...Which brings us to red flag number seven: who the heck is running the company? The only staff member discussed on Waldorf's About page is the owner, Barbara Terry, who appears to have had no professional book publishing or writing experience before establishing Waldorf in 2014 (her one book, How Athletes Roll, was issued by the now-defunct Comfort Publishing, which charged fees for services). She claims to be assisted by "a small team of talented individuals"--but who are these people? What are their qualifications? Do they exist? It's a mystery. A reputable publisher should provide this information.

I've gone into detail on all these red flags to demonstrate that, even without being aware of the most pertinent information about this company--information it keeps secret from the public--there is a lot to question about Waldorf Publishing and its contest. You really don't need this secret information at all to recognize that both are best avoided.

So what's the secret information? You've probably already guessed. Red flag number eight: Waldorf is pay-to-play, though authors won't discover this until they receive a contract offer (unless they contact me, of course). This is from the "Royalty Presentation" it sends to authors:
This is one of the sneakier examples of the lengths vanity publishers will go to in order to be able to claim that they're not vanities. The carrot of the higher royalties (which are paid on net, by the way) is intended to make the fees seem more palatable (and it's a very small carrot, given the absolutely dire Amazon sales rankings of most of Waldorf's recent books). Maybe some authors do choose the 10% "industry standard" (ha!) royalty and publish for free--but it's clear that Waldorf's business model is built on author fees, and a publisher that makes money before a book is even published has little incentive to cut into that up-front profit by providing high-quality production services and promotional support to the books it releases.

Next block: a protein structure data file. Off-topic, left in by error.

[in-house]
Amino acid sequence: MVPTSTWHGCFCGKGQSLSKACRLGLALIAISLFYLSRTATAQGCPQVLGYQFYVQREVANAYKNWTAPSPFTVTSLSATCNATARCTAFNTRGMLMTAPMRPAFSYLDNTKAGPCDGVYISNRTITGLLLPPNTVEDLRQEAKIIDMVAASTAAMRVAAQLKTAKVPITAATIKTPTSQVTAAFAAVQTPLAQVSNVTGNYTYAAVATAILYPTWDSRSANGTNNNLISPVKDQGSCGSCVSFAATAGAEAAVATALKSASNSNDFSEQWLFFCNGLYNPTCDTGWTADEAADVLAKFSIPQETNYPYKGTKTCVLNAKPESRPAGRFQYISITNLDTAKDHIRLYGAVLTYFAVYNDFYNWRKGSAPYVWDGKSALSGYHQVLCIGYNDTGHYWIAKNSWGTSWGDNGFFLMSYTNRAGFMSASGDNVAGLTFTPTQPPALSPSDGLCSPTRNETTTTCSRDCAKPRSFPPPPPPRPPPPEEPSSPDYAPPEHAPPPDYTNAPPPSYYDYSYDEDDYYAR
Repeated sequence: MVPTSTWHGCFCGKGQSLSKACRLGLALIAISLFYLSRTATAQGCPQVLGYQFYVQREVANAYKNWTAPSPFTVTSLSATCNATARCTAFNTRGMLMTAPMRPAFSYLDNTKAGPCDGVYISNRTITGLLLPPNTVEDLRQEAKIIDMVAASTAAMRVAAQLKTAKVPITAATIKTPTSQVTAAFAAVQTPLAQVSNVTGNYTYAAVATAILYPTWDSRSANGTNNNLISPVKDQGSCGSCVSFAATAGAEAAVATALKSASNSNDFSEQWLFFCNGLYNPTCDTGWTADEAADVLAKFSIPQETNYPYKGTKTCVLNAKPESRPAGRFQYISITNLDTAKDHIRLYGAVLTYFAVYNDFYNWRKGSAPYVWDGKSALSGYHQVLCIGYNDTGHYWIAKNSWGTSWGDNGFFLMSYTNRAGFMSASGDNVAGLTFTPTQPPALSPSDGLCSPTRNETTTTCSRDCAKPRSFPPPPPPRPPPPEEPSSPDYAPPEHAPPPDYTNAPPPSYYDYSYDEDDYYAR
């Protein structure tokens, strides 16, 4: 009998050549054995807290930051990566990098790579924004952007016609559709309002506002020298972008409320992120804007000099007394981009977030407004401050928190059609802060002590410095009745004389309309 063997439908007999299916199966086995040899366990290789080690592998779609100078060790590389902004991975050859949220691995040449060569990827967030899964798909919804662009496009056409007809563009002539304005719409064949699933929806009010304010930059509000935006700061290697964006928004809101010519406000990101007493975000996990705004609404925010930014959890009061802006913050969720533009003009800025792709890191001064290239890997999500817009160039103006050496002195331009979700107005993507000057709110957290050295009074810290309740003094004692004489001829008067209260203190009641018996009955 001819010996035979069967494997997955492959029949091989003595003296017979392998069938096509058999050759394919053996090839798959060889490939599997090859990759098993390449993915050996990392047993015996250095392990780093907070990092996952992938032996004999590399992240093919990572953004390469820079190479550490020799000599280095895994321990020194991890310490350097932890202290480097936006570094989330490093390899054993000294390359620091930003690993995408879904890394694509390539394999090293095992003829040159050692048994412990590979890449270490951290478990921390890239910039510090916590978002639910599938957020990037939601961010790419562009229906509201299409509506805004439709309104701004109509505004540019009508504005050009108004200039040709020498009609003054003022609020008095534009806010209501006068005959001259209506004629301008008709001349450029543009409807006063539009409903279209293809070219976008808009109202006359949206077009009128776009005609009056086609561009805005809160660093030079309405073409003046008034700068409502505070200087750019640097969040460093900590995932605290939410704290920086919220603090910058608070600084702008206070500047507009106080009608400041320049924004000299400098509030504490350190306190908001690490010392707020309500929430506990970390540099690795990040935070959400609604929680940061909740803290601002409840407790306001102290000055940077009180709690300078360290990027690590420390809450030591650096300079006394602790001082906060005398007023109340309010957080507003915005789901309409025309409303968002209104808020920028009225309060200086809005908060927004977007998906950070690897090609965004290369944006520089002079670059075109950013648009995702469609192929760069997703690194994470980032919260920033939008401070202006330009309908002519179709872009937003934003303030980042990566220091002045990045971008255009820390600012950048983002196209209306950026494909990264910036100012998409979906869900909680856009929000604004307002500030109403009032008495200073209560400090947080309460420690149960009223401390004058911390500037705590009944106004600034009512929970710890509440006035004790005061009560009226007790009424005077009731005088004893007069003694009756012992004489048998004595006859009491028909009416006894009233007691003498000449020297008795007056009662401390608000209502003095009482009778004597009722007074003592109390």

Red flag number nine:  by concealing the fact that it charges fees--which are not mentioned anywhere on its website or in its contest guidelines--Waldorf is deceptive.

All things considered, winning a free publishing package in a contest from a stealth vanity publisher is not much of a prize.

9 comments :

Allen F said...

Thank you, one more clown car of doom that you've nails the doors shut on so those clowns will have trouble attracting others. ;-)